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How Has Foodservice Franchising Changed?

The world has become more digital. A pandemic has launched further change. Franchise models have followed – and the restaurant landscape could be forever altered.

By 1851 Staff1851 Staff Contributions
Updated 8:08AM 03/22/22

The early days of McDonald’s looked nothing like the current operation. The now-global burger brand opened as a humble drive-in stand slowly expanding throughout California – some even without indoor seating.

Foodservice franchising has definitely changed. Take one look at a modern McDonald’s, with its ordering kiosks and double drive-thru lanes, and it bears little resemblance to the late 1940s, when McDonald’s first took off. Virtually all restaurants have changed in some form – but an ongoing pandemic may have changed the industry more than ever.

Customer preference has shifted, causing delivery providers to experience success like never before. The restaurant industry as a whole has been forced to incorporate some sort of delivery or pickup service, or risk being left behind.

Quicker service has reigned supreme for this very reason, and with staffing and supply chain issues making it tougher than ever, the latest developments of foodservice franchising are unlike any other.

Remote Orders and Remote Cooking

The bigger picture of restaurant franchising will suggest that small-footprint, low overhead brands are geared to succeed in the modern landscape of foodservice. It costs less money to take up less space, and when customers are ordering out more often, it appears that more brands are investing in how they can come to the customer, as opposed to how customers can come to them.

This is exactly what brands like Domino’s have done – the pizza chain has even pursued autonomous delivery service with tech company Nuro in its latest development. Starship is another robotic delivery brand that works on a smaller scale than Nuro, but is also furthering the delivery landscape for franchises to follow. This cuts the need for delivery staffing, which is another issue that modern restaurants have been forced to navigate.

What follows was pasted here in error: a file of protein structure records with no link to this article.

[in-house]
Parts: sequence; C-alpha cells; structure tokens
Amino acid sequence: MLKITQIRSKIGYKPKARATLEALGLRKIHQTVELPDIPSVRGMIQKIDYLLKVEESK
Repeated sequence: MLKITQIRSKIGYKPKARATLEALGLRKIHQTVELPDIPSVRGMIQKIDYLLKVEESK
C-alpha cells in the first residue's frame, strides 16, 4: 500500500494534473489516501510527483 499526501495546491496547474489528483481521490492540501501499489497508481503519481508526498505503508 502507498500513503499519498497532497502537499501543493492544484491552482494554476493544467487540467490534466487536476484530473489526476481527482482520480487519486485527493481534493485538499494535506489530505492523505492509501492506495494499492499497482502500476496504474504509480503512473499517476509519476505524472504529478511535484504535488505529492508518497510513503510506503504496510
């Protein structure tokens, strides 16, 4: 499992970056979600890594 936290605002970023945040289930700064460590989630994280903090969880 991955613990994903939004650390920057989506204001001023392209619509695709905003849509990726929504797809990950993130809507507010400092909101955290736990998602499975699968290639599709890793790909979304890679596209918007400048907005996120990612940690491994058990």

Further advances have been made possible through ghost kitchen models. This operation service allows brands to prepare food without the need for an in-house kitchen, as it all works outside of a brick-and-mortar shop. Brands like REEF Technology have led this charge into a more remote preparation service, and when delivery providers don’t need to pick up orders from a more convenient location, delivery times can be cut significantly.

Optimizing a Tough Supply Chain 

Pamela McMorrow is Oath Pizza’s director of supply chain and product innovation, a job title specifically crafted for the very issues that are hurting restaurant brands to this day. Oath Pizza, a Northeastern-based feel-good pizza franchise, has crafted a “hub and spoke” distribution model to help work around supply chain challenges. A centralized distribution hub can serve as the supplier for multiple brand locations, acting as the “spokes” that receive shipments from the distribution center instead of an outside service.

“We know when [shipments] are coming,” McMorrow said, “and we know how the supply system can adapt if any challenges arise.” Oath Pizza has been able to develop a personal emergency reserve of sorts, and the brand can operate with a lot more peace of mind knowing it won’t run out of certain products.

New Technology in New Fields

“I think the circumstances around the pandemic led people to really start thinking about eating healthier and making better choices for themselves,” said Robert Campos, the vice president of franchising for Robeks, a rapidly growing quick-service smoothie and juice franchise.

“We’ve seen a big shift in consumer preference – a lot of customers are more comfortable placing an order through a delivery service,” Campos said. This has prompted the Robeks team to launch its own mobile app, which is just part of the latest wave in foodservice technology.

Robeks’ small real estate footprint has allowed the brand to save money in places that are going largely unused since 2020: actual in-house tables. Campos said the brand was motivated to develop its mobile app even further as the restaurant industry began to shift away from in-person dining, and the brand’s investment appeal has grown as it markets this new service to prospective franchisees.

Robeks’ mobile app allows customers to place orders from their phone and arrange pickup, and it even comes with a rewards program. Restaurants will have a tougher time retaining customers through traditional in-house service, so a mobile app like the one Robeks has launched is one way that brands are turning first-time buyers into lifelong believers.